Shaktism book cover
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Shakta (शाक्त, śākta) or Shaktism (śāktism) represents a tradition of Hinduism where the Goddess (Devi) is revered and worshipped. Shakta literature includes a range of scriptures, including various Agamas and Tantras, although its roots may be traced back to the Vedas.

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Shaivism (Shaiva philosophy)

Source: Religious Inclusivism in the Writings of an Early Modern Sanskrit Intellectual (Shaivism)

Cidrūpa (चिद्रूप) or Cidrūpatvā refers to the “nature of consciousness”, according to the Pauṣkarāgama, which is said to be a subsidiary (upabheda) of the Pārameśvara, itself one of the 28 tantras or āgamas recognized as authoritative by Śaivas.—One of the key passages examined by Appaya (ad Brahmamīmāṃsābhāṣya 2.2.38) is from the Pauṣkarāgama Vidyāpāda 4-5: “Just like Śiva, [His] śakti is not a material cause for it has the nature of consciousness [i.e., cidrūpa-tva]. Transformation is taught [to be possible] for what is insentient; it is not possible for what has the nature of consciousness”.—(Cf. Kiraṇatantra 2.26)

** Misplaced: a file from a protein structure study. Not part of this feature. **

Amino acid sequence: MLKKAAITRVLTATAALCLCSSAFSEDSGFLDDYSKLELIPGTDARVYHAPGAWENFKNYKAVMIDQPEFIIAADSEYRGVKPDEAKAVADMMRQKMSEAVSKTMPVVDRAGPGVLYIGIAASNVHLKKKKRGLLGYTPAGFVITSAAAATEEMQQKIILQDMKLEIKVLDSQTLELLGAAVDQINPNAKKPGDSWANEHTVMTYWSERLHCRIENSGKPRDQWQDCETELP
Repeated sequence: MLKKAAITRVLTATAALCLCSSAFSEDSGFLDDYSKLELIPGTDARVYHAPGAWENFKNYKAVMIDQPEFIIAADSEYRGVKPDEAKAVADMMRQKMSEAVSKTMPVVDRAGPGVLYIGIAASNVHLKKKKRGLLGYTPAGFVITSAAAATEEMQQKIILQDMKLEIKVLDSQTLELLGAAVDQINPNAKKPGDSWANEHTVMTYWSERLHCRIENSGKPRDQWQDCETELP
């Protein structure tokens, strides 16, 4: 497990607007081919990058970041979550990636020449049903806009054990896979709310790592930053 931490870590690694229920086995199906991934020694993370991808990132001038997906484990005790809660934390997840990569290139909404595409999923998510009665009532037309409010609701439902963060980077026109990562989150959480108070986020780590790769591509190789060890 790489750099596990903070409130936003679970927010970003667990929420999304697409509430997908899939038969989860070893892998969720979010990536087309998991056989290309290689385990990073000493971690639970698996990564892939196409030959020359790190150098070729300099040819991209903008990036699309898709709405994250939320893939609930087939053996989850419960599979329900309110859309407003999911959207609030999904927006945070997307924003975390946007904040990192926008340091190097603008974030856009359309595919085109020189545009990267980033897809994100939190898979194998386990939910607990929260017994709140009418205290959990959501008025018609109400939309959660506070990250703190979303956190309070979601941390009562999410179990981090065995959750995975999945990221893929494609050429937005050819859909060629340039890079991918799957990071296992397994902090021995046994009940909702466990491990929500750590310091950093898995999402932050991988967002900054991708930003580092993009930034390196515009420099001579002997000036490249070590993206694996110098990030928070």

Shaivism book cover
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Shaiva (शैव, śaiva) or Shaivism (śaivism) represents a tradition of Hinduism worshiping Shiva as the supreme being. Closely related to Shaktism, Shaiva literature includes a range of scriptures, including Tantras, while the root of this tradition may be traced back to the ancient Vedas.

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Mantrashastra (the science of Mantras)

Source: OAPEN: Adaptive Reuse: Aspects of Creativity in South Asian Cultural History